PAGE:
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CX-52 front view
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Printer
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Wheels removed from the machine
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Removing the cipher wheels
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B-621 with CX-52/RT

Features
The diagram below provides a quick overview of the many controls and settings on the CX-52. Note that many versions and variants exist, and that not all controls are available on all versions. The machine is shown here with it cover open, revealing the six removable cipher wheels (at the front) and the revolving cage with sideways movable (sliding) bars behind them. At the front left is a strip printer with a settable letter wheel at the top. It is used as the input/output device.

Click to see more

Setting they cryptographic KEY, involves setting the pins on each of the wheels, and inserting the selected wheels in the machine in the desired order, as instructed by the (daily) KEY sheet. Next, the MODE selector at the left side is set to C – for ciphering – or D for deciphering. A message is enciphered letter-by-letter, by setting the letter selection disc at the front left to the input letter, and operating the advance lever at the right. Input and output letter are then printed on the paper strip at the left rear. A built-in rotating knife, automatically cuts the paper strip in two halves.

With open printer cover Print head Mechanism Various CX-52 models
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With open printer cover
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Print head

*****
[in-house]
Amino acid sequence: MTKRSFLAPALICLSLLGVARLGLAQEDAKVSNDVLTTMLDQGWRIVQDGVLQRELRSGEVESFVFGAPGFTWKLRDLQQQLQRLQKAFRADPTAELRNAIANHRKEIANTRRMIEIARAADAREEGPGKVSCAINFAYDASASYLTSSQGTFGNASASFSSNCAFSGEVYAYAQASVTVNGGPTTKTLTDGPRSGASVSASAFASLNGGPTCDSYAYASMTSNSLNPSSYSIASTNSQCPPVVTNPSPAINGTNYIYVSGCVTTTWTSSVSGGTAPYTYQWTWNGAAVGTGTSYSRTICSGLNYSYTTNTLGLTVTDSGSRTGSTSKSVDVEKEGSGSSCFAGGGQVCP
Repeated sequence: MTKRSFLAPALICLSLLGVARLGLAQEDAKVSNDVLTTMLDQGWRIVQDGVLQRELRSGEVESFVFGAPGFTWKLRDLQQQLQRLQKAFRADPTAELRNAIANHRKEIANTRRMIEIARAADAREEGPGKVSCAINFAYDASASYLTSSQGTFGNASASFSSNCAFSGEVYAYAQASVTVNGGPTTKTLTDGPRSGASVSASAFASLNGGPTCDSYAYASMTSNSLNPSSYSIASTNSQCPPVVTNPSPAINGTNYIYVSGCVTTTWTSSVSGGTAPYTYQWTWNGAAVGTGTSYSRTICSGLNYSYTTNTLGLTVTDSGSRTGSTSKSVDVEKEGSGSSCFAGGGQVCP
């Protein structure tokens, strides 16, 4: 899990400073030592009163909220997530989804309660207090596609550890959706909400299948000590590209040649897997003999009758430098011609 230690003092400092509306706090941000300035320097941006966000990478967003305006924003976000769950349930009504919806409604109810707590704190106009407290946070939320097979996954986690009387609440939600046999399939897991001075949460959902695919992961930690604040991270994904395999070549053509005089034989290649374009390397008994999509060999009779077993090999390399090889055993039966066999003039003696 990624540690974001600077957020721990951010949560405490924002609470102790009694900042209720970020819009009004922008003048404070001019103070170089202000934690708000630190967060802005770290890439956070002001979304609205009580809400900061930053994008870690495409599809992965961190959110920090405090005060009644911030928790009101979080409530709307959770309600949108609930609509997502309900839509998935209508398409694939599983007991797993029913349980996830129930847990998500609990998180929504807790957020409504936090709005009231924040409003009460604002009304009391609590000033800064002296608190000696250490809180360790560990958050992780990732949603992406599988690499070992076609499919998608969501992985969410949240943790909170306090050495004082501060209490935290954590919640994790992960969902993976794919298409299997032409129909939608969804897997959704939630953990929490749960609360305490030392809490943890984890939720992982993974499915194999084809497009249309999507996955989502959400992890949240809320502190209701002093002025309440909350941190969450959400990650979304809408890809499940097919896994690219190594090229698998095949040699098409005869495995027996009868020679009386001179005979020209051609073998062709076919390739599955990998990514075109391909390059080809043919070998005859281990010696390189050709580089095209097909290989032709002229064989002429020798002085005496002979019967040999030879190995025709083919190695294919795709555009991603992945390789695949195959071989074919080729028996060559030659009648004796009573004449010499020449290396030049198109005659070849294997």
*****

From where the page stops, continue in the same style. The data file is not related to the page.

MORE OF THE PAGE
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Mechanism
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Various CX-52 models

Models
  • CX-52
    Standard (initial) version of the machine. Very secure when used properly, and extremely difficult to break by NSA at the time. It defeated the existing methods for solving Hagelin ciphers. NSA tried to persuade Hagelin not to sell these machines to denied countries, but refused to share the denied-list with him, as they didn't want to reveal their targets [5].

    It was possible to setup this machine in such as way that it produced a short cycle, as a result of which it became easier to break. Unwitting users could easily select a weak setting. For this reason, the CX-52 was never adopted for use by the US Army and NATO.

  • CX-52M
    This version was marketed by Crypto AG as the improved – more secure – version of the CX-52, which always produced a long cycle (period). The modification was developed by Peter Jenks at NSA. In reality, the cycle was predictable, and allowed NSA to break it [5].

  • CX-52/RT
    This is the most secure version of the CX-52, in which the cipher wheels are replaced by a 5-level reader for punched paper tape. It is also known at the RT/CX or OTT or Mixer. It was only advertised and sold to friendly nations, auch as the NATO countries, Switzerland and Sweden. When used properly, this machine is theoretically unbreakable, as it is based on the One-Time Pad (OTP) cipher.

    In 1960, Hagelin had sold a large batch of CX-52/RT machines to Brasil, but this met with fierce opposition from NSA/CIA, as Brasil was on the proscribed list (the list of countries to which secure machine had to be denied) — which Hagelin didn't have. Hagelin acted immediately and persuaded the Brasilians to swap the RT-machines for the (exploitable) CX-52-M-27. He also stopped advertising this model below the Mexican border [5].
Secret designators